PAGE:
TOO EX­PEN­SIVE EVEN FOR FREE

Charles Cur­rie got the deal of a life­time on his 1965 Elco. Lord knows how much it cost him!

Chevy High Performance - - Contents - TEXT: Chris Shel­ton | PHO­TOS: Tim Sut­ton

It all seemed like a good idea at the time. In fact, it seems like a good idea each year when one of the Cur­rie brothers builds a car. They do it as a kind of pro­mo­tional tool for their com­pany, Cur­rie En­ter­prises. You know, the axle shop. “It’s sort of our way to tell peo­ple that we al­ready have a part num­ber for a prod­uct,” Charles Cur­rie ob­serves.

And the car Charles found was the per­fect can­di­date.

For starters, it nearly rounds out his col­lec­tion of twodoor A-bod­ies. “I kind of have a thing for those I guess,” he ad­mits. But more im­por­tantly, it had some­thing very fa­vor­able go­ing for it: orig­i­nal paint. “This isn’t my first rodeo,” Charles ex­plains. “I know what can be hid­ing be­low two or three coats of paint. But this thing was clean.” Add to that, he horse-traded into it. “I was into it for prac­ti­cally noth­ing,” he gloats.

Read mag­a­zines for long enough and you’ll prob­a­bly rec­og­nize ev­ery­thing that pre­ceded this as a kind of fore­shad­ow­ing. Usu­ally a car in­tro­duced that way turns out to be less than per­fect. But Charles’ find wasn’t that kind of car. “This thing was com­pletely f***ed,” re­calls builder Kev El­liott at Kev’s Rod & Cus­tom in La Habra, Cal­i­for­nia.

“You know when you send a car out for blast­ing and only part of it comes back?” he con­tin­ues. “Well, just about nuf­fin’ came back, right? (Ed. note: Kev’s a Sarf (South)

Lon­doner.) We knew it needed floors but the quar­ters were gone, the bot­toms of the fend­ers were gone, the bot­tom six inches of the wind­shield frame was gone, the front part of the dash was gone, the front wall of the bed was gone, the side of the roof was gone. The damn thing needed ev­ery­thin’.”

“It ap­pears that it was parked down­hill and lean­ing to the left,” Charles spec­u­lates, ex­plain­ing how it had to have sat un­der a tree for much of that time. And if the reg­is­tra­tion tells us any­thing, that may have been a long time. “The tags ex­pired in 1977,” Charles says.

“By that time I’d al­ready spent a fair bit of money pay­ing Kev to tear it down and hav­ing it blasted,” Charles re­calls. “I wasn’t into the car very much and I fig­ured we al­ready un­cov­ered the worst of it.” And as an ex­pert in fore­shad­ow­ing, you know what’s com­ing next.

“There was like $200 in just square tub­ing to brace the body be­fore it got cut up,” Kev points out. And it was dur­ing this cut­ting process that they dis­cov­ered a whole new level of rot. “All the in­ner struc­ture; that was gone, too,” he adds. Nat­u­rally, the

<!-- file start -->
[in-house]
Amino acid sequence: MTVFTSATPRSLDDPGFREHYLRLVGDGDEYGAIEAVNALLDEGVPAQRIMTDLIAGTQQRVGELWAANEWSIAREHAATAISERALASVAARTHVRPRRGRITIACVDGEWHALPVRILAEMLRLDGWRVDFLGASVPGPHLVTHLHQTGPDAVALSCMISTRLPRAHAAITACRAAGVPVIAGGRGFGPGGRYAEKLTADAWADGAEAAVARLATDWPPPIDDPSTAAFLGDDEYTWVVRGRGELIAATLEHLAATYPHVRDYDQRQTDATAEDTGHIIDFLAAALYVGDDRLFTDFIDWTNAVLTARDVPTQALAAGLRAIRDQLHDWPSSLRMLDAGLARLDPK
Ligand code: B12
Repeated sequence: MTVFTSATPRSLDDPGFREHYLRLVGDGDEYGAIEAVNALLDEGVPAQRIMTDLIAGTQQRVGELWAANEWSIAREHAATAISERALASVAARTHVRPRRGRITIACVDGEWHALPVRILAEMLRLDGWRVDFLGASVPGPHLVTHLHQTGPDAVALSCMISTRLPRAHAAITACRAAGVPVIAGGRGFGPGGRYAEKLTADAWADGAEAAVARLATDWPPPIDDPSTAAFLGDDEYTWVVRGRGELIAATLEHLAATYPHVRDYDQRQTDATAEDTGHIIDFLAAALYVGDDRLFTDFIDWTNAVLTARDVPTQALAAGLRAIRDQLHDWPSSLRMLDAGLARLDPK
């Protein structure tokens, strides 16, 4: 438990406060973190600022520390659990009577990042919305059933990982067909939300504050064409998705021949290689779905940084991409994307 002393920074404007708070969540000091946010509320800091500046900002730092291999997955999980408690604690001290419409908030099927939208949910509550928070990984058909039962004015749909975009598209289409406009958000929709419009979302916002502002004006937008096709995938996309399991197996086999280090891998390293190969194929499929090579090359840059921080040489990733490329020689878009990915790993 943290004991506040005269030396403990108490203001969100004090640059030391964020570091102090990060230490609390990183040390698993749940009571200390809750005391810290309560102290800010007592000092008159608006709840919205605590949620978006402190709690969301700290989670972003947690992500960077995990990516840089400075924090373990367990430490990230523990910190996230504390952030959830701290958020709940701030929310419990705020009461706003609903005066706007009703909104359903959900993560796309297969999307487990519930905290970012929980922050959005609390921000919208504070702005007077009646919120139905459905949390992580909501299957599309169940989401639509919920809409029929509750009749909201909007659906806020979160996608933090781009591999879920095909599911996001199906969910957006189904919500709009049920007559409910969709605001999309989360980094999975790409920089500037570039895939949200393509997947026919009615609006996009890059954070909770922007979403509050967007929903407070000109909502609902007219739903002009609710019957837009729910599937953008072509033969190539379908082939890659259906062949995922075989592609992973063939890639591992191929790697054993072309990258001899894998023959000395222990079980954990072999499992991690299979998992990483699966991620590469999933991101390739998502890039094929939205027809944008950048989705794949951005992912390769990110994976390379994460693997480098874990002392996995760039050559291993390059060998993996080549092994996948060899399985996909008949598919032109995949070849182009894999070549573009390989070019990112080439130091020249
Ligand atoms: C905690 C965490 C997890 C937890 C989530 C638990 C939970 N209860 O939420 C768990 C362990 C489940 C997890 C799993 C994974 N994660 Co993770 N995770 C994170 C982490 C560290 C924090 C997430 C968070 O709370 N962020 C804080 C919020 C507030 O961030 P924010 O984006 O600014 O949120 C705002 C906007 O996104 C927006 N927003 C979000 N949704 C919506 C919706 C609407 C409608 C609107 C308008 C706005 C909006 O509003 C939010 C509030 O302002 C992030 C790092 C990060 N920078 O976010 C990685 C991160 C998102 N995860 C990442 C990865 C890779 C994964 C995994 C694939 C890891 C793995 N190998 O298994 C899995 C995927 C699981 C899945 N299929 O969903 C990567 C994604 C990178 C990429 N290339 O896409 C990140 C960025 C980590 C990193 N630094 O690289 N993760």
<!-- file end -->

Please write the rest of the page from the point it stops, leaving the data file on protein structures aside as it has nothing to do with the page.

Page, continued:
smug­gler’s box—the area cre­ated by the bed floor im­me­di­ately be­hind the cab—was toast. “And no­body makes any­thing to re­pair that area, ex­cept for the ver­ti­cal braces,” Kev notes. “At least not for the ’64 and ’65.” Nev­er­the­less, he per­sisted. “By this point we had a lot more into the car,” Charles says. “I couldn’t just back out.”

What fol­lowed was a metic­u­lous re­con­struc­tion of an El Camino us­ing Chev­elle parts. “Ev­ery­thing in the floor from the fire­wall to the rear axle is new,” Kev be­gins. “It has new Chev­elle rear arches (trans­late: wheel open­ings) but I had to fab­ri­cate the lower quar­ters ahead of and be­hind them. New driver-door skin. I also fab­ri­cated the lower A-post cor­ners at the wind­shield and fab­ri­cated the lower rear-win­dow chan­nel.” Be­cause no­body makes the bed front bulk­head, Kev made a new one from scratch.

“The smug­gler’s-box cover was bad on one side but we had an­other that was bad on the other side so I welded the two to­gether.”

And the re­lent­less process of ex­pos­ing fur­ther dam­age never seemed to stop. “It got hit in the rear cor­ner so I had to re­pair that, too. The bed looked re­ally good at first but

we no­ticed that the floor was bent like they threw bricks back there,”

Kev says. Orig­i­nal plans called for a bed­liner but the rest of the car shaped up so nicely that Charles asked Kev to straighten it out. “He made tools in the shape of the ribs and just got un­der there and worked it out,” Charles says. “It took a whole week,” Kev laments.

Enough about all that mis­ery; this pro­ject isn’t de­fined by its in­aus­pi­cious be­gin­nings. This ti­tle is all about what things be­come, and in this case Charles tapped into his roots to build a high­school dream car of sorts.

No, he didn’t in­tend the car to look the way it ac­tu­ally would’ve looked when he grad­u­ated high school in 1974. Be­cause it isn’t 1974—his in­ter­ests have changed and the car proves it. Rather, he built it with a lit­tle bit of that high-schooler phi­los­o­phy, which is ba­si­cally to lightly mod­ify what’s avail­able us­ing con­tem­po­rary stuff and avail­able re­sources.

So re­ally you could say the main thing that’s changed is Charles Cur­rie’s re­sources. Af­ter such an in­ten­sive re­con­struc­tion, one could make the case that the car Kev El­liot built is more than hand­some; it’s beau­ti­ful to its core. And that doesn’t ex­actly sound like a bad idea to us. CHP

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